Re: fetch size too big causes hang

From: jgar the jorrible <>
Date: Mon, 30 Mar 2009 10:30:21 -0700 (PDT)
Message-ID: <>

On Mar 29, 1:01 pm, Jim <> wrote:
> Latest update: I installed a clean new client on a new
> machine which had never had Oracle client on it before.  The problem
> persists.
> One thing I didn't mention before: I am going through a VPN to get to
> the server.
> It seems to me since I see the same thing on two different client
> machines, that it must be a problem somewhere between me and the
> server, maybe in the VPN.  Could be I need to go to some other forum
> to continue on this problem.

Try googling:
VPM memory limitations

I think you are seeing something like (from a Cisco security advisory found with the google):

"Information Leakage via Windows Paging File This limitation is the inability to prevent data from leaking to the Windows virtual memory file, which is commonly referred to as the paging file and is called pagefile.sys. This file is normally located in the root directory of the hard drive where Windows is installed, but it can also be a group of files stored in various locations, across hard disks and partitions.

The paging file is used to store the contents of physical memory that have been swapped out by the Windows kernel when there is pressure to provide additional physical memory for some application, and no physical memory is available. In this case, the Windows kernel swaps out memory used by idle processes to the paging file and gives the deallocated  memory to the application that is asking for more memory.

As a consequence of how the Windows virtual memory subsystem operates, the physical memory contents used by any application, including those running in a Secure Desktop, may end up in the paging file. The Windows paging file stores "paged out" physical memory contents without encryption, and therefore information "paged out" by the operating system may be recovered using data forensic tools. Because of this process, CSD may not be able to remove from the system all data produced and accessed during the SSL VPN session after the VPN session terminates.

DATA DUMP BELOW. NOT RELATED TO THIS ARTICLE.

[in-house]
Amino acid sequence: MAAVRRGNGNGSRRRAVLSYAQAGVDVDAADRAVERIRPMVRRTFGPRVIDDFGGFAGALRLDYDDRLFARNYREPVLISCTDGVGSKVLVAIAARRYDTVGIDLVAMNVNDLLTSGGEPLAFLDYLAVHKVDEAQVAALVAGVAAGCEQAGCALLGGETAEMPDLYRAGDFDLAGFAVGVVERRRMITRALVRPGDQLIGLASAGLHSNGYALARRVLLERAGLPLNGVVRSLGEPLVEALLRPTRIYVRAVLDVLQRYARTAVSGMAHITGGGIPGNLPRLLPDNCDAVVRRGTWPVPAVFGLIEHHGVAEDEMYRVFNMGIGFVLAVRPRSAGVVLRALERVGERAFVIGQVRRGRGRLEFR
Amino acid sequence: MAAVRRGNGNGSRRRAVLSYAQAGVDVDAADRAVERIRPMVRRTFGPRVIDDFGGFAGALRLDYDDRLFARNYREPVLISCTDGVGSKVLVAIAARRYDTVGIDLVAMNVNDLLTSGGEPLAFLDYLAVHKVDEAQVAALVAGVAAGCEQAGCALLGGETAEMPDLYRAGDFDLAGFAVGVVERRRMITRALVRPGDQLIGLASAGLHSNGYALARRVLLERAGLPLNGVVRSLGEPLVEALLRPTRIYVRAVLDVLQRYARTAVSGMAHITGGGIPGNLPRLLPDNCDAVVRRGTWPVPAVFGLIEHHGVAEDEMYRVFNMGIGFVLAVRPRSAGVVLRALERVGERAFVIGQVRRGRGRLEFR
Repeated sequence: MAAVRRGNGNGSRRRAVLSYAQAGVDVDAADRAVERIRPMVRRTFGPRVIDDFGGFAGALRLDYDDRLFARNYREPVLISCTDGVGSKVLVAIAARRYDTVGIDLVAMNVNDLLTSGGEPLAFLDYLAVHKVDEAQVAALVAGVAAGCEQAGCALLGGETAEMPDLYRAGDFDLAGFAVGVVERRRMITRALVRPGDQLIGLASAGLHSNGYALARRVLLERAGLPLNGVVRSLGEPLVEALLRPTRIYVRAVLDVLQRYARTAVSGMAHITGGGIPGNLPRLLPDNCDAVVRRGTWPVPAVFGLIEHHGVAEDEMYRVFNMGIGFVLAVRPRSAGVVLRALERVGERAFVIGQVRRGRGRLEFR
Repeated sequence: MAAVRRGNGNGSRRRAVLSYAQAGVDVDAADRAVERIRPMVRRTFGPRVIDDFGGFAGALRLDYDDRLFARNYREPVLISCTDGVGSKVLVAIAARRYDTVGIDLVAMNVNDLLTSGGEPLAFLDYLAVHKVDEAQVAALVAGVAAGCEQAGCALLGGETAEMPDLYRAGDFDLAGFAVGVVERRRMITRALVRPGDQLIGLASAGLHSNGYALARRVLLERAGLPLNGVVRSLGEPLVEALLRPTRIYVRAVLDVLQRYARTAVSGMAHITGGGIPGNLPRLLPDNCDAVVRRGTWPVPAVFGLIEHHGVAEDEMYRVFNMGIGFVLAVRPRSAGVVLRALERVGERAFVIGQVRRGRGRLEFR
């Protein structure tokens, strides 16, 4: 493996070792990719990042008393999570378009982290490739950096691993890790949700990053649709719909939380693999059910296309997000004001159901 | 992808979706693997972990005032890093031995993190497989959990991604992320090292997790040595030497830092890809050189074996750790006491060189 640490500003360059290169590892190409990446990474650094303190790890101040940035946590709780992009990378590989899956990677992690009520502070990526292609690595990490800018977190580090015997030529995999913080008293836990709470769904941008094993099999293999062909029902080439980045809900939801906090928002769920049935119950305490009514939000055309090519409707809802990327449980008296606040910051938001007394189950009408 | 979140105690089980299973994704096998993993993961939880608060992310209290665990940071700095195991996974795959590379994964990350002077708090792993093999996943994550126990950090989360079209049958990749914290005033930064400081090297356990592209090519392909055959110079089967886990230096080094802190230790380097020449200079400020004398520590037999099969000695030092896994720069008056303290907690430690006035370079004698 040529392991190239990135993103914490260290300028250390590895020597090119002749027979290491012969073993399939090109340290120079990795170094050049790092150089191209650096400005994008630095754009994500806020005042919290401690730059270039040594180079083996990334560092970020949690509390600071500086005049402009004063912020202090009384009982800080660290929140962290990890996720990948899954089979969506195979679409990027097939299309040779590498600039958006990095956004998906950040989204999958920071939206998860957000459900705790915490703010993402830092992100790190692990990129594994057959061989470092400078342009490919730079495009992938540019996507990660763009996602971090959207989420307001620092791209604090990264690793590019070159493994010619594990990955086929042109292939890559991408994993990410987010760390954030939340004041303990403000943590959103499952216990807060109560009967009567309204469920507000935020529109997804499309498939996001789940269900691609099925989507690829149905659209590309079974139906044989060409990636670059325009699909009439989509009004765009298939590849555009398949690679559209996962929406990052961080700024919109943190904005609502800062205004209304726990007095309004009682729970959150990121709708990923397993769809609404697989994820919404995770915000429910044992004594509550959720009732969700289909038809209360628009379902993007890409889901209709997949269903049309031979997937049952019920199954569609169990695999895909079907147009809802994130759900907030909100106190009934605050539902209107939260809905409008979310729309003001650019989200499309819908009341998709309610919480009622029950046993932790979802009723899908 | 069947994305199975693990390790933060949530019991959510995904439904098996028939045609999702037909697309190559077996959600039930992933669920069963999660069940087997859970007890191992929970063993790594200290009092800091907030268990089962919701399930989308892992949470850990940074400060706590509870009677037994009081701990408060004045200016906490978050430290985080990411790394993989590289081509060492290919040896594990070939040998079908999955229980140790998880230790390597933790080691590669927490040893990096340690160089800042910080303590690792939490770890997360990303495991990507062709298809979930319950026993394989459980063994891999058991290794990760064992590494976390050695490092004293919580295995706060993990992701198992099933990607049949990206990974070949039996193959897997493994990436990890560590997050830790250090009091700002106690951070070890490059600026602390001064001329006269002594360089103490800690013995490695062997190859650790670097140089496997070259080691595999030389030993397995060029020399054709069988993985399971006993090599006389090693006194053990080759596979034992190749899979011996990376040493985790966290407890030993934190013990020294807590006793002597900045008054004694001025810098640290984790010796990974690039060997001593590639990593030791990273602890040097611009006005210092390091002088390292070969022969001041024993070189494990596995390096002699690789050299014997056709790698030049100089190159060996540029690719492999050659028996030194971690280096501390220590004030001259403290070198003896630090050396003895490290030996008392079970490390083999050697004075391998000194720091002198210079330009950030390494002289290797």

This item is not a CSD product defect. It is, rather, a CSD product limitation resulting from how the Microsoft Windows operating system interacts with applications. "

In other words, I'm hypothesizing when you increase the amount of memory the client needs, at the inflection point where you notice the problem something important (like maybe packet buffering) in the VPN is getting swapped out, resulting in the "hang." Some of the other google results appear to suggest this with more detail.

Of course, I have no idea what I'm talking about, I likely wouldn't have responded to a thread that mentioned VPN. I've had it foisted upon me, and have had to do way too much extra work fixing production data as the result of problems like this. And this explains some of the problems I've seen - finger pointing between VPN and OS vendors is not acceptable.


-- is bogus.
Received on Mon Mar 30 2009 - 12:30:21 CDT

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